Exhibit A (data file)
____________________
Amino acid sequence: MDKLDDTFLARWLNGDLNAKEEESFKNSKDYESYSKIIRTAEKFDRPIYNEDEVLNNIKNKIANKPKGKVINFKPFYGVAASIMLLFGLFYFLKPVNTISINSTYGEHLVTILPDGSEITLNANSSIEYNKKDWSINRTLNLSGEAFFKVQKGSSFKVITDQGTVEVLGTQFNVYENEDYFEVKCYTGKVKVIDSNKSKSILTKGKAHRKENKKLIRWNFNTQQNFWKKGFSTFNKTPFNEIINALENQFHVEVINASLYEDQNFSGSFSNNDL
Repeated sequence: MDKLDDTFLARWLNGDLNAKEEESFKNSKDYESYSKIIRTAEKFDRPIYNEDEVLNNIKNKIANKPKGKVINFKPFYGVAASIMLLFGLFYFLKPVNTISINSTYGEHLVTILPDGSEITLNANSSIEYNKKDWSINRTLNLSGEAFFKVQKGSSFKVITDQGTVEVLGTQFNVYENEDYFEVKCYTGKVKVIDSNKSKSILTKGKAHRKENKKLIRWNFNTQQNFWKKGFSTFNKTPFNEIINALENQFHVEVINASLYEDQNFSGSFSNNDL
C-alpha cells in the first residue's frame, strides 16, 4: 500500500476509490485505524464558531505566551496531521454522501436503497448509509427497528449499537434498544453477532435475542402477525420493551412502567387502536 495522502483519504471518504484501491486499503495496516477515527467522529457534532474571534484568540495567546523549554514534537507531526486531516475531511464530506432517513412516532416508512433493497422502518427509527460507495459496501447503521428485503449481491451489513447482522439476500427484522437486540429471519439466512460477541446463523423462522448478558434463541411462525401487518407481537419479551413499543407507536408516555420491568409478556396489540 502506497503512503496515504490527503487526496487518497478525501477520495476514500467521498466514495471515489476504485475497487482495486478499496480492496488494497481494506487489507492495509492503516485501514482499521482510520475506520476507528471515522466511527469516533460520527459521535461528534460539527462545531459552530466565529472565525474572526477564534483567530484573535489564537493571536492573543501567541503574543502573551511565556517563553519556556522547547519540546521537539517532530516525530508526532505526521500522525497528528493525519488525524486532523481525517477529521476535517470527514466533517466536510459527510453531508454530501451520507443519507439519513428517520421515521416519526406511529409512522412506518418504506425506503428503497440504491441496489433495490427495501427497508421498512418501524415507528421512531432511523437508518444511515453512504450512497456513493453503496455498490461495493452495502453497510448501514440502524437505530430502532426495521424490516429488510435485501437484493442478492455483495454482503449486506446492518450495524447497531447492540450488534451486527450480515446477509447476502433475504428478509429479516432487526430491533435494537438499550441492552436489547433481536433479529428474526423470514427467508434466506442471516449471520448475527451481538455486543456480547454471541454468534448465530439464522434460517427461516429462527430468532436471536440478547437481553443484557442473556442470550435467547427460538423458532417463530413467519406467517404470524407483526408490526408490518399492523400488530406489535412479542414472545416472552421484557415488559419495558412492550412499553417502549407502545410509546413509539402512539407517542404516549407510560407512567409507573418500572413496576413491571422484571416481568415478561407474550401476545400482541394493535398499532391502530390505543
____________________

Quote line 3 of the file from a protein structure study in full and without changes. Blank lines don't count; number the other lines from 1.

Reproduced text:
C-alpha cells in the first residue's frame, strides 16, 4: 500500500476509490485505524464558531505566551496531521454522501436503497448509509427497528449499537434498544453477532435475542402477525420493551412502567387502536 495522502483519504471518504484501491486499503495496516477515527467522529457534532474571534484568540495567546523549554514534537507531526486531516475531511464530506432517513412516532416508512433493497422502518427509527460507495459496501447503521428485503449481491451489513447482522439476500427484522437486540429471519439466512460477541446463523423462522448478558434463541411462525401487518407481537419479551413499543407507536408516555420491568409478556396489540 502506497503512503496515504490527503487526496487518497478525501477520495476514500467521498466514495471515489476504485475497487482495486478499496480492496488494497481494506487489507492495509492503516485501514482499521482510520475506520476507528471515522466511527469516533460520527459521535461528534460539527462545531459552530466565529472565525474572526477564534483567530484573535489564537493571536492573543501567541503574543502573551511565556517563553519556556522547547519540546521537539517532530516525530508526532505526521500522525497528528493525519488525524486532523481525517477529521476535517470527514466533517466536510459527510453531508454530501451520507443519507439519513428517520421515521416519526406511529409512522412506518418504506425506503428503497440504491441496489433495490427495501427497508421498512418501524415507528421512531432511523437508518444511515453512504450512497456513493453503496455498490461495493452495502453497510448501514440502524437505530430502532426495521424490516429488510435485501437484493442478492455483495454482503449486506446492518450495524447497531447492540450488534451486527450480515446477509447476502433475504428478509429479516432487526430491533435494537438499550441492552436489547433481536433479529428474526423470514427467508434466506442471516449471520448475527451481538455486543456480547454471541454468534448465530439464522434460517427461516429462527430468532436471536440478547437481553443484557442473556442470550435467547427460538423458532417463530413467519406467517404470524407483526408490526408490518399492523400488530406489535412479542414472545416472552421484557415488559419495558412492550412499553417502549407502545410509546413509539402512539407517542404516549407510560407512567409507573418500572413496576413491571422484571416481568415478561407474550401476545400482541394493535398499532391502530390505543